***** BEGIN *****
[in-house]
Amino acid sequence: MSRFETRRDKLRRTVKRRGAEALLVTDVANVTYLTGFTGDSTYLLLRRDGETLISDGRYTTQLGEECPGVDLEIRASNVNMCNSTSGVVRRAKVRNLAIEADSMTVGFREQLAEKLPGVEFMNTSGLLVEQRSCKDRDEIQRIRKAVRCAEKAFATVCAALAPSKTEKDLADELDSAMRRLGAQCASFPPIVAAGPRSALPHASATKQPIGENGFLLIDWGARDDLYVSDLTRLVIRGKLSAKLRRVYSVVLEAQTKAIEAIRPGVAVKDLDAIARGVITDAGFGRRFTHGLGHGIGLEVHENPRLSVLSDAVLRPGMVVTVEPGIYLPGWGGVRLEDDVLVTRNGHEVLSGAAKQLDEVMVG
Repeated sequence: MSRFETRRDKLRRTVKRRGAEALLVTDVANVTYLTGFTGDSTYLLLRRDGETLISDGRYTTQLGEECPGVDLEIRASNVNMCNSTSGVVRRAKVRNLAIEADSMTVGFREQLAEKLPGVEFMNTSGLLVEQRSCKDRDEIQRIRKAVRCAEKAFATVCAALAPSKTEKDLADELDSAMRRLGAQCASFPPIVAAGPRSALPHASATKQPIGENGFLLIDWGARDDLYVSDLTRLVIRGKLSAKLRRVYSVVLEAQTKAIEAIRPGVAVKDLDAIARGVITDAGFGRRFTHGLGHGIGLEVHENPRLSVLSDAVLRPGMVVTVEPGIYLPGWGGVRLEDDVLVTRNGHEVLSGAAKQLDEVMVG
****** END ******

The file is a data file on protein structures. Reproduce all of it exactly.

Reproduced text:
[in-house]
Amino acid sequence: MSRFETRRDKLRRTVKRRGAEALLVTDVANVTYLTGFTGDSTYLLLRRDGETLISDGRYTTQLGEECPGVDLEIRASNVNMCNSTSGVVRRAKVRNLAIEADSMTVGFREQLAEKLPGVEFMNTSGLLVEQRSCKDRDEIQRIRKAVRCAEKAFATVCAALAPSKTEKDLADELDSAMRRLGAQCASFPPIVAAGPRSALPHASATKQPIGENGFLLIDWGARDDLYVSDLTRLVIRGKLSAKLRRVYSVVLEAQTKAIEAIRPGVAVKDLDAIARGVITDAGFGRRFTHGLGHGIGLEVHENPRLSVLSDAVLRPGMVVTVEPGIYLPGWGGVRLEDDVLVTRNGHEVLSGAAKQLDEVMVG
Repeated sequence: MSRFETRRDKLRRTVKRRGAEALLVTDVANVTYLTGFTGDSTYLLLRRDGETLISDGRYTTQLGEECPGVDLEIRASNVNMCNSTSGVVRRAKVRNLAIEADSMTVGFREQLAEKLPGVEFMNTSGLLVEQRSCKDRDEIQRIRKAVRCAEKAFATVCAALAPSKTEKDLADELDSAMRRLGAQCASFPPIVAAGPRSALPHASATKQPIGENGFLLIDWGARDDLYVSDLTRLVIRGKLSAKLRRVYSVVLEAQTKAIEAIRPGVAVKDLDAIARGVITDAGFGRRFTHGLGHGIGLEVHENPRLSVLSDAVLRPGMVVTVEPGIYLPGWGGVRLEDDVLVTRNGHEVLSGAAKQLDEVMVG